Endurocross a rush for firefighter

Trent Sandoval has been racing around this week like he’s rushing to a fire.

After all, that’s what he does as a captain in the Henderson Fire Department, where he’s been a firefighter for 14 of his 36 years.

His pace slowed recently while on paternity leave after his wife gave birth to their third child. But when not baby-sitting and changing diapers, Sandoval has spent his time preparing for what he hopes will be a long, hot Saturday in the air-conditioned Orleans Arena.

The 1991 Western High School graduate will leave his fire-retardant pants and jacket on the hook at Station No. 95 and make a Superman-like switch to colorful leather togs when he hops on his KTM dirt bike to compete in the American Motorcyclist Association Endurocross.

Sandoval recently switched to Endurocross from desert racing. Endurocross is a condensed version of desert racing, much like Supercross condenses longer, outdoor motocross into arena settings.

As a desert racer in the Best in the Desert series, Sandoval broke his pelvis and a hip socket in 2000; two years later, he severely injured a knee in another bout with the desert. He quit riding competitively after the 2002 crash, when he was the one being treated by EMTs instead of being the one coming to the rescue.

The fearless gene that enables Sandoval to start each work day with the possibility it will end with him being hailed a hero makes it difficult to downshift enough to have a more tranquil hobby.

“Most firefighters have that Type A, adrenaline-rush personality, and they are like that when they’re off duty, too,” he says. “I’m not looking for danger, but I’d rather do this than be in a chess club.”

And if I were stuck in a burning house, I wouldn’t want first responders to spend 15 minutes contemplating their next move.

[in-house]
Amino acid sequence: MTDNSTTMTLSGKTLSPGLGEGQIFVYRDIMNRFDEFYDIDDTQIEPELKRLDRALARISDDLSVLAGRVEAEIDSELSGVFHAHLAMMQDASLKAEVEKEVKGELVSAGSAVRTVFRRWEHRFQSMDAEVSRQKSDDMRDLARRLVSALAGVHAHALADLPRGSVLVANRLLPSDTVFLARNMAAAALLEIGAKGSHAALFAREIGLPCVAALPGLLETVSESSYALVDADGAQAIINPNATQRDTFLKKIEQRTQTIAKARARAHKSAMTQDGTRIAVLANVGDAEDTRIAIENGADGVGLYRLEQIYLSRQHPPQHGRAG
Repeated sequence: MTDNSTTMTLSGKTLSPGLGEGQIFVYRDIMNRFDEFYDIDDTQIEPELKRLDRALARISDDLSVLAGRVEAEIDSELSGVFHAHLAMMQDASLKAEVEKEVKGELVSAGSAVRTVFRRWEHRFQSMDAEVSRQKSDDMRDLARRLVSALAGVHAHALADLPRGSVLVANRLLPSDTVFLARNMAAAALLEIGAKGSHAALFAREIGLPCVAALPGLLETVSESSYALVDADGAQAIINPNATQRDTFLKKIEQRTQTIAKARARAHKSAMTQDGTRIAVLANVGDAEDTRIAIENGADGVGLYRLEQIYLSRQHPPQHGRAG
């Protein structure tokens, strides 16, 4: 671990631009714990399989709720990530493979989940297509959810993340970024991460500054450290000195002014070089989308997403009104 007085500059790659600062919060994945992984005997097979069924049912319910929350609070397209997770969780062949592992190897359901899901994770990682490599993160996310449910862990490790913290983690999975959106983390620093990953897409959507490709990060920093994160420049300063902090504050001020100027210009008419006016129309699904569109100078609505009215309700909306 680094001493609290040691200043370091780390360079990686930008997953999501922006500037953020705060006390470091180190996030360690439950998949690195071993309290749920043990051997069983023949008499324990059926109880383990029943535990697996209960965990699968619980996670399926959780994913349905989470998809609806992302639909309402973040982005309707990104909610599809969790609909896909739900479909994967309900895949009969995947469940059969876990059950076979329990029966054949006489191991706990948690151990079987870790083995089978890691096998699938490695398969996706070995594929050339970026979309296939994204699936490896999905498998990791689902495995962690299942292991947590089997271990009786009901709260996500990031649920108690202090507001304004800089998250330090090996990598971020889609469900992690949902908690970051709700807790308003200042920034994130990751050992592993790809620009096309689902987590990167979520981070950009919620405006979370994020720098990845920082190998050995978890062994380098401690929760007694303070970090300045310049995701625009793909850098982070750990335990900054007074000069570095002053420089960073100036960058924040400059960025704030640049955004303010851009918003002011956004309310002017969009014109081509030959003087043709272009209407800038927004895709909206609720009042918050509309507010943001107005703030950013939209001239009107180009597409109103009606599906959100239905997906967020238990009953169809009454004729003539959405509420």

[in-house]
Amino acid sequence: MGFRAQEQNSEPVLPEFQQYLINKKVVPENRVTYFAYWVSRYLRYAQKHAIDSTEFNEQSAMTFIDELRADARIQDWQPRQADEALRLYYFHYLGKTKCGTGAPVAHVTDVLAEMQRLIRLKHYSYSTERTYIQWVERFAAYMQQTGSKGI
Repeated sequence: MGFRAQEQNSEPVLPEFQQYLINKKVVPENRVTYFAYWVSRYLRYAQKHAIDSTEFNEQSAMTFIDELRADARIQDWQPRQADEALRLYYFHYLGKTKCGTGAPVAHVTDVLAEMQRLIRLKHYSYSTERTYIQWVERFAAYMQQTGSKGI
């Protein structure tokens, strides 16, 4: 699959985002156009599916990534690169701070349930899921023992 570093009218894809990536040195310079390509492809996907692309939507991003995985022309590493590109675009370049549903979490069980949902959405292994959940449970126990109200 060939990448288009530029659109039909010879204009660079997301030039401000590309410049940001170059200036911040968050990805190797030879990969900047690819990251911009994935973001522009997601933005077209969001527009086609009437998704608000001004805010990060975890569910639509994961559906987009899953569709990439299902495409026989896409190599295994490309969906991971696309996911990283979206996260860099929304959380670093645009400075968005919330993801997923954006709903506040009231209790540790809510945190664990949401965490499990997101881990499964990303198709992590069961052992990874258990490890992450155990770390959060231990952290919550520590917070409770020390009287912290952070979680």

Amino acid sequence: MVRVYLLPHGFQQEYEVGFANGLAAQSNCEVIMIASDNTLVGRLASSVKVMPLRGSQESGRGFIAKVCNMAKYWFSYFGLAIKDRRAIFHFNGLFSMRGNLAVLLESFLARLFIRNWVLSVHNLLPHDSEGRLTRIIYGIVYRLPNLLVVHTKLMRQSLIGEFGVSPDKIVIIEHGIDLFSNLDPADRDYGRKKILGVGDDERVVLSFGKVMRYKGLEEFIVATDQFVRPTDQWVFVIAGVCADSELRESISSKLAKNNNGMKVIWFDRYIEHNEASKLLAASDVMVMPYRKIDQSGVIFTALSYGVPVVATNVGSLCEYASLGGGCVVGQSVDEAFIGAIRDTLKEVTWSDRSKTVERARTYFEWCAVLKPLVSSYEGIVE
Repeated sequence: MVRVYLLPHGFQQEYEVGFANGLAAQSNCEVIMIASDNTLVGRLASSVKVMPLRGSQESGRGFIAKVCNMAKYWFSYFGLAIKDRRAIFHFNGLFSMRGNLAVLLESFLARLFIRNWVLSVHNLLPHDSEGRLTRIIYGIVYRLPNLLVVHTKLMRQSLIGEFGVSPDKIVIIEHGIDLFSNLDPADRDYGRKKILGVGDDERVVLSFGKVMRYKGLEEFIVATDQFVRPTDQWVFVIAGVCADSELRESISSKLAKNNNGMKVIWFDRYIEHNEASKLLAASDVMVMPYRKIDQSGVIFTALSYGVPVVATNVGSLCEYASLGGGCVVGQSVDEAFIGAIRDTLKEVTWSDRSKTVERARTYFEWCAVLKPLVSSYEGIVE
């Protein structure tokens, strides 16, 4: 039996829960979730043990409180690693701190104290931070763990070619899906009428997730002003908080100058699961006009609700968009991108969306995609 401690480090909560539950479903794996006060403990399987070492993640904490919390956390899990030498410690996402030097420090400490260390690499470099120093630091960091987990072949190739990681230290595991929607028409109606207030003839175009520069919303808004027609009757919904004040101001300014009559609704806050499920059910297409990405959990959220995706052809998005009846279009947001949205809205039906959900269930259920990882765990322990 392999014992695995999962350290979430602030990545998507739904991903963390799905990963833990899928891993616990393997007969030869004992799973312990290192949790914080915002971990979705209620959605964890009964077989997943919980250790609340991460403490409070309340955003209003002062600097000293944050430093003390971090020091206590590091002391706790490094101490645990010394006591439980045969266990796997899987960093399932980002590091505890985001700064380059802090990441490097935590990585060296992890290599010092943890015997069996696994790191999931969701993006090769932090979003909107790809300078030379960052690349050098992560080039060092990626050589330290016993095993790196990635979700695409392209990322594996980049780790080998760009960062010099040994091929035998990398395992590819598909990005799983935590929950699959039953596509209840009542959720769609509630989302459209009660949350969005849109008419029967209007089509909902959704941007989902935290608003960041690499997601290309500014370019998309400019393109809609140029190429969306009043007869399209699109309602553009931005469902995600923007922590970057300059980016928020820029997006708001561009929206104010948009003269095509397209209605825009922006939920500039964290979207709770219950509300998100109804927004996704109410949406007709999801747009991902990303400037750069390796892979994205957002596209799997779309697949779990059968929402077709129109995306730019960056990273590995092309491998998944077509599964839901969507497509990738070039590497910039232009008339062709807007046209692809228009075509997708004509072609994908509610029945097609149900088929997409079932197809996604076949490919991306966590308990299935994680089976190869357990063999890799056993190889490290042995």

Endurocross creates obstacles similar to those encountered in a desert race with a slow-motion, skills circuit that fits nicely into the Orleans building. Instead of averaging 50 mph for a 250-mile desert race, Sandoval says top speeds in Enduro are about 15 mph.

“But that doesn’t take away from the difficulty because it’s so technical,” he says.

Sandoval won’t have to contend with desert boulders buried like icebergs, gullies, cacti, wildlife or energy-sapping heat. That’s not to say Endurocross is like riding a mo-ped through an empty parking lot.

Among the challenges Sandoval will face on his 250cc modified bike are: circuit sections of craggy rocks; riding up utility poles laid horizontally, clearing caliche boulders before rumbling down more poles; a moat before racing over giant truck tires and a stretch of soft sand; and having to clear logs 2 feet in diameter.

It’s not a matter of if you’ll lay down your bike during an Enduro race, it’s when and how many times.

“That’s going to happen,” says Sandoval, who competes one level below the Pro division that features reigning series champ Ricky Dietrich and former Supercross star Damon Huffman. “The good thing about that for fans is there are many passes for the lead.”

A year ago at The Orleans, Sandoval finished second in the Veteran class.

He hopes to do well enough during morning and afternoon qualifying in the three events he has entered — Veteran, Open Amateur and Expert — to advance to the night’s featured races. Qualifying, free to the public, will run from 10 a.m. to 4 p.m., and the featured races will begin at 7, with tickets priced at $47 and $37.

It’s only fitting for a person who risks his life in an action-primed job to be drawn to an action sport.

Jeff Wolf’s motor sports column is published Friday. He can be reached at jwolf@reviewjournal.com or 702-383-0247. Visit Wolf’s motor sports blog at lvrj.com/blogs/heavypedal/ throughout the week.

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